Former Union Finance Minister P Chidambaram on Friday criticised the Centre’s National Monetisation Pipeline and demanded to know the objectives behind the initiative, PTI reported.
Under the National Monetisation Pipeline, the government plans to raise Rs 6 lakh crore till 2025 by leasing out state-owned strategic assets in sectors such as power, road and railways to private entities.
“Congress never sold off strategic assets,” Chidambaram said at a press conference in Mumbai. “What the [Narendra] Modi government plans is a daylight robbery of assets which took years to build.”
He also said that by listing the assets to be monetised, the government has acknowledged Congress’ work over last 70 years. Chidambaram then went on to ask 20 questions about the policy, according to the Hindustan Times.
The Congress veteran demanded that the government should make public the current revenue it earns from the assets that it plans to lease out. “Has the government calculated the difference between the current undisclosed revenue and the expected revenue of Rs 6 lakh crore over four years?” he asked. “If so, what is the difference between the two amounts every year during the four years?”
He also pointed out that the National Monetisation Pipeline is expected to be “coterminous” – meaning complement – with the National Infrastructure Pipeline.
On August 15, 2019, Prime Minister Narendra Modi had announced that the National Infrastructure Pipeline involved an investment of Rs 100 lakh crore directed towards social and economic infrastructure projects. Chidambaram has been critical of Modi for reiterating the plan on three Independence Day speeches in a row.
“How will Rs 6 lakh crore over four years be sufficient to finance the Rs 100-lakh-crore NIP?” he asked.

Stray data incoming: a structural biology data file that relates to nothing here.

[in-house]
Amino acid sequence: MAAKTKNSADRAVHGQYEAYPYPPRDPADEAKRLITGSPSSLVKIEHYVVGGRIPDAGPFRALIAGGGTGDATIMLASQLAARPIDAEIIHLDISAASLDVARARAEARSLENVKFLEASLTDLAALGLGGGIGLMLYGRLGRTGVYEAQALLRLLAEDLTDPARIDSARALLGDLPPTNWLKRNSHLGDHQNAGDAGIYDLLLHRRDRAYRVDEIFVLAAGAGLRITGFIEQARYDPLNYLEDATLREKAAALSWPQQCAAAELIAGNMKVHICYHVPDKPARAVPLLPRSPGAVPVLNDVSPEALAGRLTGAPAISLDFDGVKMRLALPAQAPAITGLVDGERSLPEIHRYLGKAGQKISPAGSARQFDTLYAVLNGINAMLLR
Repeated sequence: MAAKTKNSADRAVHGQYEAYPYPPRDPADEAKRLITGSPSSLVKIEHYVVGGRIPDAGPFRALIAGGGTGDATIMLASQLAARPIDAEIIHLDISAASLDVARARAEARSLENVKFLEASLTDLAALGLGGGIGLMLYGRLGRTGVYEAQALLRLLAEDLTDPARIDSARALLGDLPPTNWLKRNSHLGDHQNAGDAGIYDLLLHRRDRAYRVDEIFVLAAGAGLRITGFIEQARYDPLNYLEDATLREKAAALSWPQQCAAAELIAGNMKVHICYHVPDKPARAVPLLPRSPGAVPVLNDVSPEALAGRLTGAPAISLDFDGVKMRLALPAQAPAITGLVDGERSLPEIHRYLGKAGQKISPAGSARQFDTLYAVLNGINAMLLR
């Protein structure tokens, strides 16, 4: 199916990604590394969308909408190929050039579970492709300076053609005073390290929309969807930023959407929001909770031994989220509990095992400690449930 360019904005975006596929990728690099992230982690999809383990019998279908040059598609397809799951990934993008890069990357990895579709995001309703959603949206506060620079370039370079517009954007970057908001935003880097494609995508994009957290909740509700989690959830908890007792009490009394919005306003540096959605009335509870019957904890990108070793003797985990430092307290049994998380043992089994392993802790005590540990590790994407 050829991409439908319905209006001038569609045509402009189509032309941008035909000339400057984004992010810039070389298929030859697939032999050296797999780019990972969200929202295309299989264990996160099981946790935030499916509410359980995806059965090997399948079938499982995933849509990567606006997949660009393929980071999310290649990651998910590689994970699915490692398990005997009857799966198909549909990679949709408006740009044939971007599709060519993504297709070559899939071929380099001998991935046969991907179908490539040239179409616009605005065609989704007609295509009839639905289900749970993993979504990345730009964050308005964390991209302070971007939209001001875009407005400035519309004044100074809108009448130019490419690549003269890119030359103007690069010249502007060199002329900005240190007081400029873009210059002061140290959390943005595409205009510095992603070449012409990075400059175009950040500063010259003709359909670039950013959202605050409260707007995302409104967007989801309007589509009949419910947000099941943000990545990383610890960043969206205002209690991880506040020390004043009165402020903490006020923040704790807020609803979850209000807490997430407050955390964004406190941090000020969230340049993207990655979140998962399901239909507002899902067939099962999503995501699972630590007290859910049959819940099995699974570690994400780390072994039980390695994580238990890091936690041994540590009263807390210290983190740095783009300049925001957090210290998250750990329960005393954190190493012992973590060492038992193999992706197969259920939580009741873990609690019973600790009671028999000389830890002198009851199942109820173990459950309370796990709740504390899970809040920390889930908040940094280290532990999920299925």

Chidambaram also asked the government to clarify if it would use any of the amount to clear a part of the Rs 5.5 lakh crore fiscal deficit incurred in 2021-’22 or to seal other debts.
On preserving vendor’s interests
Chidambaram expressed his reservations about the government’s plan to retain ownership of the assets. “What will be the interest of the party in maintaining the assets if it is not the owner?” he asked.
“The finance minister must be surely owning a house somewhere in India,” Chidambaram said. “She should give it to me on lease for 99 years and she can hang on with the paper that calls her as the owner of the house. What will I give back to her after 99 years?”
He added: “Will I maintain, repair and upgrade it if I am not the owner?”
Chidambaram also wanted to know if a firm or an individual will be able to preserve the current level of employment and policy of reservations once the asset is leased out.
He also asked if the government has examined the impact of the National Monetisation Pipeline on the prices of goods and services in the sectors concerned.
‘What are the plans to avoid monopoly?’
The former finance minister asked what provisions does the Centre plan to provide in the bidding invitations to prevent monopolies or duopolies in the ports, airports, telecom and power sectors.
A government authority can issue an invitation to bid when vendors differ principally on the price of the projects that are to be sold.
An invitation to bid allows the concerned authority to provide detailed specifications, including all the terms and necessary conditions for work on the specific project that it wants to contract out. Vendors can decide if the project is suitable or not for them based on the terms issued.
“We [Congress] always ensured that there is no monopoly in monetisation as we chose assets based on criteria,” Chidambaram said. He added that the Congress only monetised non-core, loss-making assets when in power.
Chidambaram urged people to voice their opposition against “selling off” assets. “After the invitation to bid process starts, someone will surely challenge it,” he added.
Last week, former Congress President Rahul Gandhi too had criticised the National Monetisation Pipeline. “First they [the government] sold their conscience, and now...#IndiaOnSale,” he had tweeted.